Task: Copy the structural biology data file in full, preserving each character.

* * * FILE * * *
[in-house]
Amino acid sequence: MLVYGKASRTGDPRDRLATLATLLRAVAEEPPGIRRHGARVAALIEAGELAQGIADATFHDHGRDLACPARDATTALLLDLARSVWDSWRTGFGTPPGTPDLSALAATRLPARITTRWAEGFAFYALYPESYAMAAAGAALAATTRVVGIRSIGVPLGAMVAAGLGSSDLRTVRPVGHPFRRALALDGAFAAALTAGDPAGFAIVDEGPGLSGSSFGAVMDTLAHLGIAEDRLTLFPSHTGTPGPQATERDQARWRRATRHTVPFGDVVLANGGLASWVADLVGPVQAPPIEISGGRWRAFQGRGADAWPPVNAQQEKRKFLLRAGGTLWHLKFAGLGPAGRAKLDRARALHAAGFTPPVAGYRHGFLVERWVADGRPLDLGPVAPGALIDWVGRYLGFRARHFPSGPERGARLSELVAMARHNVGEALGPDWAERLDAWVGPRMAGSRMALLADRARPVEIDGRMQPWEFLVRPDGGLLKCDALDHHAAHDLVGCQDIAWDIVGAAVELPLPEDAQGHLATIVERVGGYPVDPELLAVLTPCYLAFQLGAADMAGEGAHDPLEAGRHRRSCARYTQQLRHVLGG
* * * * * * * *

[in-house]
Amino acid sequence: MLVYGKASRTGDPRDRLATLATLLRAVAEEPPGIRRHGARVAALIEAGELAQGIADATFHDHGRDLACPARDATTALLLDLARSVWDSWRTGFGTPPGTPDLSALAATRLPARITTRWAEGFAFYALYPESYAMAAAGAALAATTRVVGIRSIGVPLGAMVAAGLGSSDLRTVRPVGHPFRRALALDGAFAAALTAGDPAGFAIVDEGPGLSGSSFGAVMDTLAHLGIAEDRLTLFPSHTGTPGPQATERDQARWRRATRHTVPFGDVVLANGGLASWVADLVGPVQAPPIEISGGRWRAFQGRGADAWPPVNAQQEKRKFLLRAGGTLWHLKFAGLGPAGRAKLDRARALHAAGFTPPVAGYRHGFLVERWVADGRPLDLGPVAPGALIDWVGRYLGFRARHFPSGPERGARLSELVAMARHNVGEALGPDWAERLDAWVGPRMAGSRMALLADRARPVEIDGRMQPWEFLVRPDGGLLKCDALDHHAAHDLVGCQDIAWDIVGAAVELPLPEDAQGHLATIVERVGGYPVDPELLAVLTPCYLAFQLGAADMAGEGAHDPLEAGRHRRSCARYTQQLRHVLGG